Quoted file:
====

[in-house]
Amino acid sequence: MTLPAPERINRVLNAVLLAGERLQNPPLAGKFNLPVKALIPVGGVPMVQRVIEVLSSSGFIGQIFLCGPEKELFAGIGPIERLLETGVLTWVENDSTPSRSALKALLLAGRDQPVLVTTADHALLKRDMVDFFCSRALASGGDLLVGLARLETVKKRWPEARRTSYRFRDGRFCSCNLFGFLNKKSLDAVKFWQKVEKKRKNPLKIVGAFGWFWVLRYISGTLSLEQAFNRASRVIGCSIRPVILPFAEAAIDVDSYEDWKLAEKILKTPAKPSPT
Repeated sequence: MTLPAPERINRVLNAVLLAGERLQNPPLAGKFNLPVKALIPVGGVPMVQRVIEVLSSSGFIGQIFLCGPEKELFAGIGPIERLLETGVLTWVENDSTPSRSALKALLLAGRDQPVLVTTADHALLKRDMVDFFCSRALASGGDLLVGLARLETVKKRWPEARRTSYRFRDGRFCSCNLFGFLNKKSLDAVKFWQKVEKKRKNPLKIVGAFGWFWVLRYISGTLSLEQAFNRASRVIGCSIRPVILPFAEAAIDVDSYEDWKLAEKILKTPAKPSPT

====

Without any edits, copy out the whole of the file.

[in-house]
Amino acid sequence: MTLPAPERINRVLNAVLLAGERLQNPPLAGKFNLPVKALIPVGGVPMVQRVIEVLSSSGFIGQIFLCGPEKELFAGIGPIERLLETGVLTWVENDSTPSRSALKALLLAGRDQPVLVTTADHALLKRDMVDFFCSRALASGGDLLVGLARLETVKKRWPEARRTSYRFRDGRFCSCNLFGFLNKKSLDAVKFWQKVEKKRKNPLKIVGAFGWFWVLRYISGTLSLEQAFNRASRVIGCSIRPVILPFAEAAIDVDSYEDWKLAEKILKTPAKPSPT
Repeated sequence: MTLPAPERINRVLNAVLLAGERLQNPPLAGKFNLPVKALIPVGGVPMVQRVIEVLSSSGFIGQIFLCGPEKELFAGIGPIERLLETGVLTWVENDSTPSRSALKALLLAGRDQPVLVTTADHALLKRDMVDFFCSRALASGGDLLVGLARLETVKKRWPEARRTSYRFRDGRFCSCNLFGFLNKKSLDAVKFWQKVEKKRKNPLKIVGAFGWFWVLRYISGTLSLEQAFNRASRVIGCSIRPVILPFAEAAIDVDSYEDWKLAEKILKTPAKPSPT